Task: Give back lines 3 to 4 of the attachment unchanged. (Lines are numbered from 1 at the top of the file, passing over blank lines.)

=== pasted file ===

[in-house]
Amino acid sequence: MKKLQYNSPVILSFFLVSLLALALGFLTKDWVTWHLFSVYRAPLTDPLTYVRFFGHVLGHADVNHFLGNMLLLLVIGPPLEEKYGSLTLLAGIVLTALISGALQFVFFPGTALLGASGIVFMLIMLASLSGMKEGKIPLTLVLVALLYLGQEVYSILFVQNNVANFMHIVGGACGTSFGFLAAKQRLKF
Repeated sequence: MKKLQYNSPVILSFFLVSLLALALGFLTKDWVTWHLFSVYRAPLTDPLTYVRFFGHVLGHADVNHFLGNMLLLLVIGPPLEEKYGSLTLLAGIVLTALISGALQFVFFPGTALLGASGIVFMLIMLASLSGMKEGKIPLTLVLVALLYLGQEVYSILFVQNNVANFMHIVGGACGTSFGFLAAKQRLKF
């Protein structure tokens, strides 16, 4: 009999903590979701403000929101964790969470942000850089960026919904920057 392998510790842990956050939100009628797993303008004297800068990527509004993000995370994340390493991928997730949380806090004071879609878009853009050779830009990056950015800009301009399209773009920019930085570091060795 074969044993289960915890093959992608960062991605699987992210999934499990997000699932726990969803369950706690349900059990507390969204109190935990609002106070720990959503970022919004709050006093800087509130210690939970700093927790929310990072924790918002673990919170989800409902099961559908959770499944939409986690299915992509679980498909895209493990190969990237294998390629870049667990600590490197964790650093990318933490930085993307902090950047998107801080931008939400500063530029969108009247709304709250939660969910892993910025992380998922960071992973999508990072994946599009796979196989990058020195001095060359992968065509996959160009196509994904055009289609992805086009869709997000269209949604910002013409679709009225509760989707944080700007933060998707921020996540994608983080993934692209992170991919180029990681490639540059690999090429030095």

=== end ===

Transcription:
Repeated sequence: MKKLQYNSPVILSFFLVSLLALALGFLTKDWVTWHLFSVYRAPLTDPLTYVRFFGHVLGHADVNHFLGNMLLLLVIGPPLEEKYGSLTLLAGIVLTALISGALQFVFFPGTALLGASGIVFMLIMLASLSGMKEGKIPLTLVLVALLYLGQEVYSILFVQNNVANFMHIVGGACGTSFGFLAAKQRLKF
């Protein structure tokens, strides 16, 4: 009999903590979701403000929101964790969470942000850089960026919904920057 392998510790842990956050939100009628797993303008004297800068990527509004993000995370994340390493991928997730949380806090004071879609878009853009050779830009990056950015800009301009399209773009920019930085570091060795 074969044993289960915890093959992608960062991605699987992210999934499990997000699932726990969803369950706690349900059990507390969204109190935990609002106070720990959503970022919004709050006093800087509130210690939970700093927790929310990072924790918002673990919170989800409902099961559908959770499944939409986690299915992509679980498909895209493990190969990237294998390629870049667990600590490197964790650093990318933490930085993307902090950047998107801080931008939400500063530029969108009247709304709250939660969910892993910025992380998922960071992973999508990072994946599009796979196989990058020195001095060359992968065509996959160009196509994904055009289609992805086009869709997000269209949604910002013409679709009225509760989707944080700007933060998707921020996540994608983080993934692209992170991919180029990681490639540059690999090429030095």